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Marcus, a San Franciscan teen is was with friends during a terrorist attack that brought the city to a standstill. Trying to wave down help for a friend injured in the attack, the group is black bagged by DHS agents, held for a week, and harshly interrogated. When all but one of the group are dropped off with the warning that they will be watched, and if they tell anyone they will be imprisoned permanently, Marcus decides to take action. Working with xnet, an underground internet group that operates in such a way that surveillance is very difficult, Marcus finds himself accidentally leading a movement opposing the limitless authority given to the national agencies now operating in his city. The book contains numerous interesting historical references and anecdotes, describing the history of cyphers, internet cryptography and hacking.
The novel is heavy handed in both its message and its attempts to identify with young adult readers. The style, relying more on allegory, less on applicability, detracts from the potential of a fully-formed world and may prevent readers from suspending their disbelief. As well, the attempt to simultaneously heroize and victimize the teens creates a DHS that lacks the cognizant domination of Oceania's government (1984) or Norsefire (V for Vendetta). Instead the complete incompetence of the DHS acts as a motivator for the protagonist, but leaves readers confused by how the DHS conclusions were reached (movies like War Games: The Dead Code use similar themes but explain why the protagonist is targeted and how the federal agents deduce what is happening).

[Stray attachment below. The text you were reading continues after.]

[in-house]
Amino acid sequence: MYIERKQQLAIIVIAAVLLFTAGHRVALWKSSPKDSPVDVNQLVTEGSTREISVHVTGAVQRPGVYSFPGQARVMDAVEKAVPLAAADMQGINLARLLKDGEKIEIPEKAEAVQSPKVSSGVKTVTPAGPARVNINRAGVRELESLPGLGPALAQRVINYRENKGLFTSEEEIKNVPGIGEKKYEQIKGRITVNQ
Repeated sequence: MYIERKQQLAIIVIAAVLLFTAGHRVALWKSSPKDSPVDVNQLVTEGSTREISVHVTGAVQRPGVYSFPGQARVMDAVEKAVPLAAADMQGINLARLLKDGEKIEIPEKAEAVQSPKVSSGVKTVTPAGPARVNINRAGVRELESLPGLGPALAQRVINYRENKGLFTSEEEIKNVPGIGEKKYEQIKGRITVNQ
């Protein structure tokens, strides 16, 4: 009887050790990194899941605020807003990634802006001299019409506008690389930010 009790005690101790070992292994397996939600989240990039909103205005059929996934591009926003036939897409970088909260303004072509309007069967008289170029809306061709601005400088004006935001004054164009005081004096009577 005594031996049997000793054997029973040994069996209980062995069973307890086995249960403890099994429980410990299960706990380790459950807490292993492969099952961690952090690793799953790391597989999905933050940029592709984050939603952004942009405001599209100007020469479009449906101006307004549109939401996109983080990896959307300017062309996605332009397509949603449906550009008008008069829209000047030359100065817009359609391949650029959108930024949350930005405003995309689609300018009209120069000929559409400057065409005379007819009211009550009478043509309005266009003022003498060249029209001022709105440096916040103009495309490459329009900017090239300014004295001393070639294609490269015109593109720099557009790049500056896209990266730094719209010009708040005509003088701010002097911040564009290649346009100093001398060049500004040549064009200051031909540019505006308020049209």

The novel focuses on teen protagonists, making them more aware of current events and better able to react to them than adults. Teens are better hackers, organizers, and digital enthusiasts than adults, and employ highly successful methods of civil disobedience and generating chaos. While novels such as Ender's Game utilize child geniuses, in other novels they are often trained by adults and are able to function as adults in an adult society, rather than being the only characters aware of reality.
The novel poses intriguing ideas, but, though conceptualized from US and British surveillance systems and government agencies, it paints an almost comical picture of adult ignorance (without the satire seen in novels like Catch-22). This may appeal to young teens, but will detract from the reading experience of a broader audience or more discerning young adult, particularly given this is meant to be set around 2007 (or in the present), rather than in a future where numerous social, political, and economic forces have changed mindsets and society (as in 1984 and V for Vendetta). ( )
  Ailinel | May 1, 2015 |
Cory Doctorow's Little Brother raises an alarm about our modern surveillance society--a topic that has gained greater relevance with the NSA revelations--but 1984 it ain't. The book is billed as YA fiction, and I may be incapable of judging YA, but with its oversimplicity and lack of subtlety, it just wasn't very good. Doctorow admits in a foreward that he hammered out the novel in just a few months. That's nothing to brag about. He should have spent more time.